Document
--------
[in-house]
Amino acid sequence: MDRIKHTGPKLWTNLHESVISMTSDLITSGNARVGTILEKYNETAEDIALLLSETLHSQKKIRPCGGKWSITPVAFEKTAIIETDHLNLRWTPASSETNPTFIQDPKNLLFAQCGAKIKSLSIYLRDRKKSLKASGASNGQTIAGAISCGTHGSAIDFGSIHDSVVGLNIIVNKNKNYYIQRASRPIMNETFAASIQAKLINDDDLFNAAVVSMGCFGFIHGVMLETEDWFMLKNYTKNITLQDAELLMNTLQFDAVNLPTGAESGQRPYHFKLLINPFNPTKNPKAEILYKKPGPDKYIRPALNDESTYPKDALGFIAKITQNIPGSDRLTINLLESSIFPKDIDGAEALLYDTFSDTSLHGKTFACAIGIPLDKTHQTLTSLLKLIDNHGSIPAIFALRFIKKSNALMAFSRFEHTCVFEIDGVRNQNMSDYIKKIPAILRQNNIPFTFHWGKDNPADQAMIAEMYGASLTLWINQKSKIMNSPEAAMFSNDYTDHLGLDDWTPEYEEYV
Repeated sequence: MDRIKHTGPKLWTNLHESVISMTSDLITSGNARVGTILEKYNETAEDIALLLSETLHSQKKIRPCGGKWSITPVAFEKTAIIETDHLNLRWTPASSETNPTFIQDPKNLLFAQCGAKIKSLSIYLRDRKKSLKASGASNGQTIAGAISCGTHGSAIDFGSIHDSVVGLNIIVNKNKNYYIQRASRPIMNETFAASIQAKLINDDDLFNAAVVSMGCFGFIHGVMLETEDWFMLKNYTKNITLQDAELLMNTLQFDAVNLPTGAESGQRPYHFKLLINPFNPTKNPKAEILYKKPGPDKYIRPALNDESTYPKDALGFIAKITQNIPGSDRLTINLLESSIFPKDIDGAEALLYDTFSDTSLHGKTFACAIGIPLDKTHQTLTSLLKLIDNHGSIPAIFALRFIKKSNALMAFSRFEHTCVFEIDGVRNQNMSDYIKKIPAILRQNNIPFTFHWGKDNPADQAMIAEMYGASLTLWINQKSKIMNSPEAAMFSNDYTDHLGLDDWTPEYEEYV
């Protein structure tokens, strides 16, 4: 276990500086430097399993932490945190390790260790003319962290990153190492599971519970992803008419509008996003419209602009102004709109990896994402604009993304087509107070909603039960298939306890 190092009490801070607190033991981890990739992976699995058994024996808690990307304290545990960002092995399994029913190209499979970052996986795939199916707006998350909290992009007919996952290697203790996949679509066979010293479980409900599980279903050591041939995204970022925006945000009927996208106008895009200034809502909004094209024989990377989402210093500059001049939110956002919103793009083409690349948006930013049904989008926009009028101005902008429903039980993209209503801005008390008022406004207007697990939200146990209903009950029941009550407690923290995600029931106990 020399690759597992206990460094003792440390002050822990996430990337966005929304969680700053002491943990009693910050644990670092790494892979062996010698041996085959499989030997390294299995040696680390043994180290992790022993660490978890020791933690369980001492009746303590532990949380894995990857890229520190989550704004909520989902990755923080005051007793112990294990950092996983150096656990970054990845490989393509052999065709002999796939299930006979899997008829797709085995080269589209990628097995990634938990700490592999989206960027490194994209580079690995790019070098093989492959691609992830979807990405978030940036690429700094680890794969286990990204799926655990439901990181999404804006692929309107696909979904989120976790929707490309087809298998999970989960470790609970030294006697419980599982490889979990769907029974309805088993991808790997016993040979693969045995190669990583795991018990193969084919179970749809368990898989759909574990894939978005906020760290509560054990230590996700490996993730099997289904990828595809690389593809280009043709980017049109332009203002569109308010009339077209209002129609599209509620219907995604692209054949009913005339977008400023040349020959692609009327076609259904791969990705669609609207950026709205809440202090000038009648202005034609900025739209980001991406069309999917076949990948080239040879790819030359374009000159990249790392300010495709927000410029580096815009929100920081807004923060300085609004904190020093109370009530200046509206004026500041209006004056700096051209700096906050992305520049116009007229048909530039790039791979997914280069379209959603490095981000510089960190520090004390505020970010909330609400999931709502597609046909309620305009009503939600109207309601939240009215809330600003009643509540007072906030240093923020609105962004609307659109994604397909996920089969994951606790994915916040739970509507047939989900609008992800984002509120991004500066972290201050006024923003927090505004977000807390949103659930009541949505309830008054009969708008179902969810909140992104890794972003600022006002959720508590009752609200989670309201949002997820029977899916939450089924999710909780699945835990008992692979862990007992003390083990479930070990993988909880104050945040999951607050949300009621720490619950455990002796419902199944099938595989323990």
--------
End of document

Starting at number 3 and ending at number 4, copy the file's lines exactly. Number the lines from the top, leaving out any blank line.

Repeated sequence: MDRIKHTGPKLWTNLHESVISMTSDLITSGNARVGTILEKYNETAEDIALLLSETLHSQKKIRPCGGKWSITPVAFEKTAIIETDHLNLRWTPASSETNPTFIQDPKNLLFAQCGAKIKSLSIYLRDRKKSLKASGASNGQTIAGAISCGTHGSAIDFGSIHDSVVGLNIIVNKNKNYYIQRASRPIMNETFAASIQAKLINDDDLFNAAVVSMGCFGFIHGVMLETEDWFMLKNYTKNITLQDAELLMNTLQFDAVNLPTGAESGQRPYHFKLLINPFNPTKNPKAEILYKKPGPDKYIRPALNDESTYPKDALGFIAKITQNIPGSDRLTINLLESSIFPKDIDGAEALLYDTFSDTSLHGKTFACAIGIPLDKTHQTLTSLLKLIDNHGSIPAIFALRFIKKSNALMAFSRFEHTCVFEIDGVRNQNMSDYIKKIPAILRQNNIPFTFHWGKDNPADQAMIAEMYGASLTLWINQKSKIMNSPEAAMFSNDYTDHLGLDDWTPEYEEYV
């Protein structure tokens, strides 16, 4: 276990500086430097399993932490945190390790260790003319962290990153190492599971519970992803008419509008996003419209602009102004709109990896994402604009993304087509107070909603039960298939306890 190092009490801070607190033991981890990739992976699995058994024996808690990307304290545990960002092995399994029913190209499979970052996986795939199916707006998350909290992009007919996952290697203790996949679509066979010293479980409900599980279903050591041939995204970022925006945000009927996208106008895009200034809502909004094209024989990377989402210093500059001049939110956002919103793009083409690349948006930013049904989008926009009028101005902008429903039980993209209503801005008390008022406004207007697990939200146990209903009950029941009550407690923290995600029931106990 020399690759597992206990460094003792440390002050822990996430990337966005929304969680700053002491943990009693910050644990670092790494892979062996010698041996085959499989030997390294299995040696680390043994180290992790022993660490978890020791933690369980001492009746303590532990949380894995990857890229520190989550704004909520989902990755923080005051007793112990294990950092996983150096656990970054990845490989393509052999065709002999796939299930006979899997008829797709085995080269589209990628097995990634938990700490592999989206960027490194994209580079690995790019070098093989492959691609992830979807990405978030940036690429700094680890794969286990990204799926655990439901990181999404804006692929309107696909979904989120976790929707490309087809298998999970989960470790609970030294006697419980599982490889979990769907029974309805088993991808790997016993040979693969045995190669990583795991018990193969084919179970749809368990898989759909574990894939978005906020760290509560054990230590996700490996993730099997289904990828595809690389593809280009043709980017049109332009203002569109308010009339077209209002129609599209509620219907995604692209054949009913005339977008400023040349020959692609009327076609259904791969990705669609609207950026709205809440202090000038009648202005034609900025739209980001991406069309999917076949990948080239040879790819030359374009000159990249790392300010495709927000410029580096815009929100920081807004923060300085609004904190020093109370009530200046509206004026500041209006004056700096051209700096906050992305520049116009007229048909530039790039791979997914280069379209959603490095981000510089960190520090004390505020970010909330609400999931709502597609046909309620305009009503939600109207309601939240009215809330600003009643509540007072906030240093923020609105962004609307659109994604397909996920089969994951606790994915916040739970509507047939989900609008992800984002509120991004500066972290201050006024923003927090505004977000807390949103659930009541949505309830008054009969708008179902969810909140992104890794972003600022006002959720508590009752609200989670309201949002997820029977899916939450089924999710909780699945835990008992692979862990007992003390083990479930070990993988909880104050945040999951607050949300009621720490619950455990002796419902199944099938595989323990």